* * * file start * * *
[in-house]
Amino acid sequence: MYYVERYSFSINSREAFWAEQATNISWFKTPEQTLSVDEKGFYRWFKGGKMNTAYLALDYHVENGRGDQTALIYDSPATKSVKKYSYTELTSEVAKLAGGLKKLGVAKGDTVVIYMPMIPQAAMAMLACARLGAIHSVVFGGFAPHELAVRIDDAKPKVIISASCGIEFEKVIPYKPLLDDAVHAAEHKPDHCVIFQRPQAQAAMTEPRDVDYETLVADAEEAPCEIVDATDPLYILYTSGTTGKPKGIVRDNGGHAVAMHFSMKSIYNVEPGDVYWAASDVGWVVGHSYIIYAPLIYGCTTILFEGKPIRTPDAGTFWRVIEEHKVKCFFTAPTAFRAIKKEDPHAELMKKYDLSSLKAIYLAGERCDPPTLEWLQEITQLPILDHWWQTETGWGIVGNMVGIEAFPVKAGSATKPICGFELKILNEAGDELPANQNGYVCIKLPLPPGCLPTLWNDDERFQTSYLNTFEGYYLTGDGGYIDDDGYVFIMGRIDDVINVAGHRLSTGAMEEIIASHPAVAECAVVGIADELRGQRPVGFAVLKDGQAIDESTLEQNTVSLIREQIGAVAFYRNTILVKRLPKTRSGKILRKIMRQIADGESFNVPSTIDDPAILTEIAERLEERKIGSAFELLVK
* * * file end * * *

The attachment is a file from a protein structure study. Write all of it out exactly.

[in-house]
Amino acid sequence: MYYVERYSFSINSREAFWAEQATNISWFKTPEQTLSVDEKGFYRWFKGGKMNTAYLALDYHVENGRGDQTALIYDSPATKSVKKYSYTELTSEVAKLAGGLKKLGVAKGDTVVIYMPMIPQAAMAMLACARLGAIHSVVFGGFAPHELAVRIDDAKPKVIISASCGIEFEKVIPYKPLLDDAVHAAEHKPDHCVIFQRPQAQAAMTEPRDVDYETLVADAEEAPCEIVDATDPLYILYTSGTTGKPKGIVRDNGGHAVAMHFSMKSIYNVEPGDVYWAASDVGWVVGHSYIIYAPLIYGCTTILFEGKPIRTPDAGTFWRVIEEHKVKCFFTAPTAFRAIKKEDPHAELMKKYDLSSLKAIYLAGERCDPPTLEWLQEITQLPILDHWWQTETGWGIVGNMVGIEAFPVKAGSATKPICGFELKILNEAGDELPANQNGYVCIKLPLPPGCLPTLWNDDERFQTSYLNTFEGYYLTGDGGYIDDDGYVFIMGRIDDVINVAGHRLSTGAMEEIIASHPAVAECAVVGIADELRGQRPVGFAVLKDGQAIDESTLEQNTVSLIREQIGAVAFYRNTILVKRLPKTRSGKILRKIMRQIADGESFNVPSTIDDPAILTEIAERLEERKIGSAFELLVK